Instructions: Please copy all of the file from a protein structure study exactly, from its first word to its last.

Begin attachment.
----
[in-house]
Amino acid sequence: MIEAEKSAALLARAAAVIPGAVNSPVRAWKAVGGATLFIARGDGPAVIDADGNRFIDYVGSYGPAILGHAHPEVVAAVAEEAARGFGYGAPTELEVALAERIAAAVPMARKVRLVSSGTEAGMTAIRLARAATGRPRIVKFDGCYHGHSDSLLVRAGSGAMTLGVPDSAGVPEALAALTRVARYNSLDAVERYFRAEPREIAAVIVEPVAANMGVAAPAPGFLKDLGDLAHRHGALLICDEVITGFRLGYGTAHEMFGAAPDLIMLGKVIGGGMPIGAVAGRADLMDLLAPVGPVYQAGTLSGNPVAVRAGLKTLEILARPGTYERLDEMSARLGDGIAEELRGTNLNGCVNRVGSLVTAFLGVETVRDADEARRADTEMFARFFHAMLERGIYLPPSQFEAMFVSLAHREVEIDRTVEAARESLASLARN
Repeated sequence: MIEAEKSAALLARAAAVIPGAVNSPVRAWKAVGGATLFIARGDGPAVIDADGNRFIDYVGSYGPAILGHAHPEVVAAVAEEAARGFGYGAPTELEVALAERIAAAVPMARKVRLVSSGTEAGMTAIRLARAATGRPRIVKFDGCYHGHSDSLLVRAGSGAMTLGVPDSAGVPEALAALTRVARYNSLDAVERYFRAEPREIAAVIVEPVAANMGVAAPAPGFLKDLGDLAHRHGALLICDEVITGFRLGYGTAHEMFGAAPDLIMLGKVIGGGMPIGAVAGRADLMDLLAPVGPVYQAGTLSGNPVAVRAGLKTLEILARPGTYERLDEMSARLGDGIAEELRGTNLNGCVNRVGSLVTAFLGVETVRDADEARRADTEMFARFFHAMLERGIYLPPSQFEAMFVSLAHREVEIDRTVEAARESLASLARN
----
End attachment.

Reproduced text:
[in-house]
Amino acid sequence: MIEAEKSAALLARAAAVIPGAVNSPVRAWKAVGGATLFIARGDGPAVIDADGNRFIDYVGSYGPAILGHAHPEVVAAVAEEAARGFGYGAPTELEVALAERIAAAVPMARKVRLVSSGTEAGMTAIRLARAATGRPRIVKFDGCYHGHSDSLLVRAGSGAMTLGVPDSAGVPEALAALTRVARYNSLDAVERYFRAEPREIAAVIVEPVAANMGVAAPAPGFLKDLGDLAHRHGALLICDEVITGFRLGYGTAHEMFGAAPDLIMLGKVIGGGMPIGAVAGRADLMDLLAPVGPVYQAGTLSGNPVAVRAGLKTLEILARPGTYERLDEMSARLGDGIAEELRGTNLNGCVNRVGSLVTAFLGVETVRDADEARRADTEMFARFFHAMLERGIYLPPSQFEAMFVSLAHREVEIDRTVEAARESLASLARN
Repeated sequence: MIEAEKSAALLARAAAVIPGAVNSPVRAWKAVGGATLFIARGDGPAVIDADGNRFIDYVGSYGPAILGHAHPEVVAAVAEEAARGFGYGAPTELEVALAERIAAAVPMARKVRLVSSGTEAGMTAIRLARAATGRPRIVKFDGCYHGHSDSLLVRAGSGAMTLGVPDSAGVPEALAALTRVARYNSLDAVERYFRAEPREIAAVIVEPVAANMGVAAPAPGFLKDLGDLAHRHGALLICDEVITGFRLGYGTAHEMFGAAPDLIMLGKVIGGGMPIGAVAGRADLMDLLAPVGPVYQAGTLSGNPVAVRAGLKTLEILARPGTYERLDEMSARLGDGIAEELRGTNLNGCVNRVGSLVTAFLGVETVRDADEARRADTEMFARFFHAMLERGIYLPPSQFEAMFVSLAHREVEIDRTVEAARESLASLARN